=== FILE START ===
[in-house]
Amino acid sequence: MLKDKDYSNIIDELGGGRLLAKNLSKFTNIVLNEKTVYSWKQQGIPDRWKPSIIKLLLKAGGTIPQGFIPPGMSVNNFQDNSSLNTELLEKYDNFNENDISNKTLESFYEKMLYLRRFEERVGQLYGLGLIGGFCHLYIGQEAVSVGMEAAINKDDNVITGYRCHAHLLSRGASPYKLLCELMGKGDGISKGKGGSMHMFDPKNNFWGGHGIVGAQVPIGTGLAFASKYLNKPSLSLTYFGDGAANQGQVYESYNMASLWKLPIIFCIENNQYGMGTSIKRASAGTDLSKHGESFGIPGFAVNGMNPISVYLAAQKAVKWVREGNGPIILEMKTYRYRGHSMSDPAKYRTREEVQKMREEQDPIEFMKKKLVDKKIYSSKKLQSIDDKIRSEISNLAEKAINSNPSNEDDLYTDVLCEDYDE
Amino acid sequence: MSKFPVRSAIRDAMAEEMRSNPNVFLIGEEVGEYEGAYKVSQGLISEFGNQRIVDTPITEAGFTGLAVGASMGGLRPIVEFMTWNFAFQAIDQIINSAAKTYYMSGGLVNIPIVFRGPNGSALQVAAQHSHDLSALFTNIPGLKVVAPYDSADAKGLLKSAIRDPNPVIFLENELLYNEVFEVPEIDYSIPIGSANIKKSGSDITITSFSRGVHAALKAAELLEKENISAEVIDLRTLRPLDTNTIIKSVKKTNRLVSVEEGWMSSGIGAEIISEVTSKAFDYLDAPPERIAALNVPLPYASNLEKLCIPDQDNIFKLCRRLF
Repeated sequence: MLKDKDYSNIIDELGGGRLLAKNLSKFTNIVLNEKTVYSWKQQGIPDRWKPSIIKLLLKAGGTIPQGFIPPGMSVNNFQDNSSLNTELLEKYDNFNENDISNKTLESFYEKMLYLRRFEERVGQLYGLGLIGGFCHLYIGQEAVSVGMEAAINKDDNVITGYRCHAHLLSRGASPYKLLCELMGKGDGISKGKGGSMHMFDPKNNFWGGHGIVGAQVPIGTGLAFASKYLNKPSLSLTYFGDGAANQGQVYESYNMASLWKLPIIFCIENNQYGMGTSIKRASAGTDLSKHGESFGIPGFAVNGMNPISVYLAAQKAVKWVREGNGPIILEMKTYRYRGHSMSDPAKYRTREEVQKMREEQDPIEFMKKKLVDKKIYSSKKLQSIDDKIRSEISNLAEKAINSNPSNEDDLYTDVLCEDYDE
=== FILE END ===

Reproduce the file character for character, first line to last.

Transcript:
[in-house]
Amino acid sequence: MLKDKDYSNIIDELGGGRLLAKNLSKFTNIVLNEKTVYSWKQQGIPDRWKPSIIKLLLKAGGTIPQGFIPPGMSVNNFQDNSSLNTELLEKYDNFNENDISNKTLESFYEKMLYLRRFEERVGQLYGLGLIGGFCHLYIGQEAVSVGMEAAINKDDNVITGYRCHAHLLSRGASPYKLLCELMGKGDGISKGKGGSMHMFDPKNNFWGGHGIVGAQVPIGTGLAFASKYLNKPSLSLTYFGDGAANQGQVYESYNMASLWKLPIIFCIENNQYGMGTSIKRASAGTDLSKHGESFGIPGFAVNGMNPISVYLAAQKAVKWVREGNGPIILEMKTYRYRGHSMSDPAKYRTREEVQKMREEQDPIEFMKKKLVDKKIYSSKKLQSIDDKIRSEISNLAEKAINSNPSNEDDLYTDVLCEDYDE
Amino acid sequence: MSKFPVRSAIRDAMAEEMRSNPNVFLIGEEVGEYEGAYKVSQGLISEFGNQRIVDTPITEAGFTGLAVGASMGGLRPIVEFMTWNFAFQAIDQIINSAAKTYYMSGGLVNIPIVFRGPNGSALQVAAQHSHDLSALFTNIPGLKVVAPYDSADAKGLLKSAIRDPNPVIFLENELLYNEVFEVPEIDYSIPIGSANIKKSGSDITITSFSRGVHAALKAAELLEKENISAEVIDLRTLRPLDTNTIIKSVKKTNRLVSVEEGWMSSGIGAEIISEVTSKAFDYLDAPPERIAALNVPLPYASNLEKLCIPDQDNIFKLCRRLF
Repeated sequence: MLKDKDYSNIIDELGGGRLLAKNLSKFTNIVLNEKTVYSWKQQGIPDRWKPSIIKLLLKAGGTIPQGFIPPGMSVNNFQDNSSLNTELLEKYDNFNENDISNKTLESFYEKMLYLRRFEERVGQLYGLGLIGGFCHLYIGQEAVSVGMEAAINKDDNVITGYRCHAHLLSRGASPYKLLCELMGKGDGISKGKGGSMHMFDPKNNFWGGHGIVGAQVPIGTGLAFASKYLNKPSLSLTYFGDGAANQGQVYESYNMASLWKLPIIFCIENNQYGMGTSIKRASAGTDLSKHGESFGIPGFAVNGMNPISVYLAAQKAVKWVREGNGPIILEMKTYRYRGHSMSDPAKYRTREEVQKMREEQDPIEFMKKKLVDKKIYSSKKLQSIDDKIRSEISNLAEKAINSNPSNEDDLYTDVLCEDYDE